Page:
- Animation: assemble a GIF animation file from a sequence of images.
- Text & comments: insert descriptive or artistic text in an image.
- Image identification: describe the format and attributes of an image.
- Composite: overlap one image over another.
- Montage: juxtapose image thumbnails on an image canvas.
- Generalized pixel distortion: correct for, or induce image distortions including perspective.
- Morphology of shapes: extract features, describe shapes and recognize patterns in images.
- Motion picture support: read and write the common image formats used in digital film work.
- Image calculator: apply a mathematical expression to an image or image channels.
- Discrete Fourier transform: implements forward and inverse DFT.
- Color management: accurate color management with color profiles or in lieu of – built-in gamma compression or expansion as demanded by the colorspace.
- High-dynamic-range images: accurately represent the wide range of intensity levels found in real scenes ranging from the brightest direct sunlight to the deepest darkest shadows.
- Encipher or decipher an image: convert ordinary images into unintelligible gibberish and back again.
- Virtual pixel support: convenient access to pixels outside the image region.
- Large image support: read, process, or write mega-, giga-, or tera-pixel image sizes.
- Threads of execution support: ImageMagick is thread safe and most internal algorithms execute in parallel to take advantage of speed-ups offered by multi-core processor chips.
- Heterogeneous distributed processing: certain algorithms are OpenCL-enabled to take advantage of speed-ups offered by executing in concert across heterogeneous platforms consisting of CPUs, GPUs, and other processors.
- Distributed pixel cache: offload intermediate pixel storage to one or more remote servers.
- ImageMagick on the iPhone: convert, edit, or compose images on your iOS computing device such as the iPhone or iPad.
ImageMagick is cross-platform, and runs on Microsoft Windows and Unix-like systems including GNU/Linux, Mac OS X, iOS, Android, Solaris, and FreeBSD. The project's source code can be compiled for other systems, including AmigaOS 4.0 and MorphOS. It has been run under IRIX.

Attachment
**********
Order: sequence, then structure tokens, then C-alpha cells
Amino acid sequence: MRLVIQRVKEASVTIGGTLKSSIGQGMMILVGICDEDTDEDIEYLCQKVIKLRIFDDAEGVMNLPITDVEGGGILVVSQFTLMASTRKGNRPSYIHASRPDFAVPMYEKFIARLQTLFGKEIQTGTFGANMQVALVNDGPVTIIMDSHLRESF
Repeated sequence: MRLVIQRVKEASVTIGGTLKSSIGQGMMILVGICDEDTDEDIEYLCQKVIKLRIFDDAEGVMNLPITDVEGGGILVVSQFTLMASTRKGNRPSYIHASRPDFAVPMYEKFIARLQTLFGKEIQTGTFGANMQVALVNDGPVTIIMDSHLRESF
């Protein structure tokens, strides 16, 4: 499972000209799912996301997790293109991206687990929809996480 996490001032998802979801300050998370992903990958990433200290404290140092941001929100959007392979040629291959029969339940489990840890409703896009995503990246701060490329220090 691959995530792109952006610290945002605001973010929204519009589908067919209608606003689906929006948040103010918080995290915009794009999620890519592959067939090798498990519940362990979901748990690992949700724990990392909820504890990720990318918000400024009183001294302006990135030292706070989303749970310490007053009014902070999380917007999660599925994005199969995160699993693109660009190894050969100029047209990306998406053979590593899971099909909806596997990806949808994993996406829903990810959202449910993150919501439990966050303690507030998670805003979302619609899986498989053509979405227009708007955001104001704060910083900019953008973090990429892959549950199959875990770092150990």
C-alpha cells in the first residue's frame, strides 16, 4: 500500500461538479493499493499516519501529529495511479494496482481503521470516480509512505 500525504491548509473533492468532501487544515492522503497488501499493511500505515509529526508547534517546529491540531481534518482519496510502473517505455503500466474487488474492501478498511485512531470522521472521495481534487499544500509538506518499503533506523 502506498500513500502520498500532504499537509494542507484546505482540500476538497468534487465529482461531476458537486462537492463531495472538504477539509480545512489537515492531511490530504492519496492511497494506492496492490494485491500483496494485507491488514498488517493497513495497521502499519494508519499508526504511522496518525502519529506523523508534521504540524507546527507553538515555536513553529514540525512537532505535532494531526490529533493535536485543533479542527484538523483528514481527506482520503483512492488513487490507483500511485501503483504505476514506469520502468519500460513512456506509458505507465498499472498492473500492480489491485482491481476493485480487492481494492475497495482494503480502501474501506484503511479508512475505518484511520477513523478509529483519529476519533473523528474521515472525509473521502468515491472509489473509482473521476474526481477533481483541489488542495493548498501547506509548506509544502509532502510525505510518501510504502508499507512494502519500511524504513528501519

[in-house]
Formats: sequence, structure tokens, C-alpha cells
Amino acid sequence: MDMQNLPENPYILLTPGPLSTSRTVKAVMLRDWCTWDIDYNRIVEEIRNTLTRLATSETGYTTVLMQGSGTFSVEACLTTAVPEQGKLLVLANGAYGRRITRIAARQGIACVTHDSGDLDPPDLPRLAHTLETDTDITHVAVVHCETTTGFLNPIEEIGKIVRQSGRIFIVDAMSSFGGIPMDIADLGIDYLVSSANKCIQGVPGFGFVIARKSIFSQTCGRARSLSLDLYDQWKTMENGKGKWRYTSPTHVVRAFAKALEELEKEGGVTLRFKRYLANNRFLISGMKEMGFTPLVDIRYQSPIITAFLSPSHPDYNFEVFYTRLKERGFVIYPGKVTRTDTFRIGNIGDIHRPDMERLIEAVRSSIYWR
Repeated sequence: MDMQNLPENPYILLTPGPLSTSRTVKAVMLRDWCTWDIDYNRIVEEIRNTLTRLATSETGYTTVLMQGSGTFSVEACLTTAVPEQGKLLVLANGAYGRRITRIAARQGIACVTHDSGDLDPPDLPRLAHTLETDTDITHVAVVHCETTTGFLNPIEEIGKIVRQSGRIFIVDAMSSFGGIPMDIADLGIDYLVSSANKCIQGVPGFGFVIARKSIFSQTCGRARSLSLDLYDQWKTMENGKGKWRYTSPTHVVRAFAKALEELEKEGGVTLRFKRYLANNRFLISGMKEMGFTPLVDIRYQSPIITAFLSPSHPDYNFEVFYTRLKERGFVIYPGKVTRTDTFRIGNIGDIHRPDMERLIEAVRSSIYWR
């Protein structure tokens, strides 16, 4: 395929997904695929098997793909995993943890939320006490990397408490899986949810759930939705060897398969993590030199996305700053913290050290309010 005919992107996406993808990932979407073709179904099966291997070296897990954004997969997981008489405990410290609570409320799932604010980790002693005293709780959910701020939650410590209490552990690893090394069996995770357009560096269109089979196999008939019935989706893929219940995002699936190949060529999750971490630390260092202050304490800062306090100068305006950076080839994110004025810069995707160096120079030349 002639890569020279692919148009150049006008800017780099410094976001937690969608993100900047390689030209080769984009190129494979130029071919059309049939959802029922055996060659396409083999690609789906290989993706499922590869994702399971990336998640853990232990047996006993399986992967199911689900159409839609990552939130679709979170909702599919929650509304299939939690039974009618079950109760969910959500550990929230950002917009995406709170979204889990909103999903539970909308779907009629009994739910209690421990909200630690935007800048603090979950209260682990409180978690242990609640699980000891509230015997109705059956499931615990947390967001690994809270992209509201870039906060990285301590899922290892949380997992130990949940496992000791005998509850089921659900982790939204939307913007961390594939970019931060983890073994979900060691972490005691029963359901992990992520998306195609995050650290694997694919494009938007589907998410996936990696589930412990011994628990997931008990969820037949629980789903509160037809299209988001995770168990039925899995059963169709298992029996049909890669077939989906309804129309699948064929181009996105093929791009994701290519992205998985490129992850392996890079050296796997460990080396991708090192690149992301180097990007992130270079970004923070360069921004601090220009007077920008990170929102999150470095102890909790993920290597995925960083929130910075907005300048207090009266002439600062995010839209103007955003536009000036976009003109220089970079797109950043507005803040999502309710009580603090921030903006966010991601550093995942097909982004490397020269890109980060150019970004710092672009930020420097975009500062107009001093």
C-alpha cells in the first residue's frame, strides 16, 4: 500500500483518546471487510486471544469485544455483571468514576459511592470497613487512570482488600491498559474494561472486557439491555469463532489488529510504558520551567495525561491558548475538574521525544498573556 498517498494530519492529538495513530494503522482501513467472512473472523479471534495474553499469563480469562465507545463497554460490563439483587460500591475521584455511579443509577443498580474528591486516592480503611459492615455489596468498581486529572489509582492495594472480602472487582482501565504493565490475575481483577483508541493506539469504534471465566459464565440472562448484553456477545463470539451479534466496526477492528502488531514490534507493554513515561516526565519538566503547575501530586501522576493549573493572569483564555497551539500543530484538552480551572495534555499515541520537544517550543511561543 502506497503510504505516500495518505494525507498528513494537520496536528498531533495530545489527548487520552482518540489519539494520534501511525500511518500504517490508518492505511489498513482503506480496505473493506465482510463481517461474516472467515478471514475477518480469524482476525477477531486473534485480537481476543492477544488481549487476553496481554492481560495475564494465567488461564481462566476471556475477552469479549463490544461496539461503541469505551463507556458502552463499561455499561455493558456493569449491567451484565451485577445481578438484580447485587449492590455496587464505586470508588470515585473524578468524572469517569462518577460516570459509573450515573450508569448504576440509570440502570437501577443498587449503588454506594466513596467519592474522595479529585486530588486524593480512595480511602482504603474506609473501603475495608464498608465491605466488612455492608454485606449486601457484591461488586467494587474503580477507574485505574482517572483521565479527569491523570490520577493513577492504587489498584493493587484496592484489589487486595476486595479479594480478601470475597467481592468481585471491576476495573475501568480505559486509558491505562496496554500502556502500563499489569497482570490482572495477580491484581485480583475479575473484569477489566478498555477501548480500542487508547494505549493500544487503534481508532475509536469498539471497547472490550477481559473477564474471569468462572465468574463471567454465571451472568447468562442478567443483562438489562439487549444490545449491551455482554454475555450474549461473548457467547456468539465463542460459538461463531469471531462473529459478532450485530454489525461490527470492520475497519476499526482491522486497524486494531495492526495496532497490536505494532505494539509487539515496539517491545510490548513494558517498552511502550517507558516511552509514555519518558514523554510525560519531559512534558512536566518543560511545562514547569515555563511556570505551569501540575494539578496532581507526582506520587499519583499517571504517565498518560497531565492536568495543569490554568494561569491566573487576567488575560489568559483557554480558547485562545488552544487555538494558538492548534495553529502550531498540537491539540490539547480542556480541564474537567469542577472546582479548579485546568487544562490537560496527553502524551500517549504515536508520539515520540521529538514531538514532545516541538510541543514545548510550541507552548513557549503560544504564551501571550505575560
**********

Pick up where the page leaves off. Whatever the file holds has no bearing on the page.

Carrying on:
GraphicsMagick is a fork of ImageMagick 5.5.2 made in 2002, emphasizing the cross-release stability of the programming API and command-line options. GraphicsMagick emerged after irreconcilable differences emerged in the developers' group.
- History, ImageMagick, ...Dr. Pensak had to convince upper management at DuPont....Either way, ImageMagick would not be available today without DuPont transferring the copyright to ImageMagick Studio LLC. ImageMagick was posted to Usenet's comp.archives group on August 1st, 1990.
- John, Cristy (2015-10-29). "Update documentation (882d9f4a)". repos / ImageMagick GitLab. ImageMagick. Retrieved 2015-10-31.
- "ImageMagick License". ImageMagick Studio LLC. 2011. Retrieved 2011-03-16.
- Подскачащия Хипопотам (1 October 2006). "ImageMagick Native GUI". linux4hippos. blogspot.com. Retrieved 3 June 2013.
- PerlMagick, Perl API for ImageMagick
- "ImageMagick Changelog".
- "ImageMagick: Architecture". Retrieved 2010-01-06.
- Installing Magick++
- "Introducing GraphicsMagick Project". ImageMagick-developer Mailing List. 15 March 2003.
- Montabone, Sebastian (2010). Beginning Digital Image Processing: Using Free Tools for Photographers. Apress. ISBN 978-1-4302-2841-7.
|Wikimedia Commons has media related to ImageMagick.|
- Official website
- IM Examples – Examples of CLI Usage – provides lots of small examples demonstrating its vast range of capabilities.
- Fred's ImageMagick Scripts – provides a plethora of shell scripts using ImageMagick to do more complex tasks
- Text Animation Using ImageMagick – free Online tool to create Text Animations using Image Magick GUI.
- How to automate PDF structural testing using ImageMagick – Demonstrates convert, compare and collate features of ImageMagick.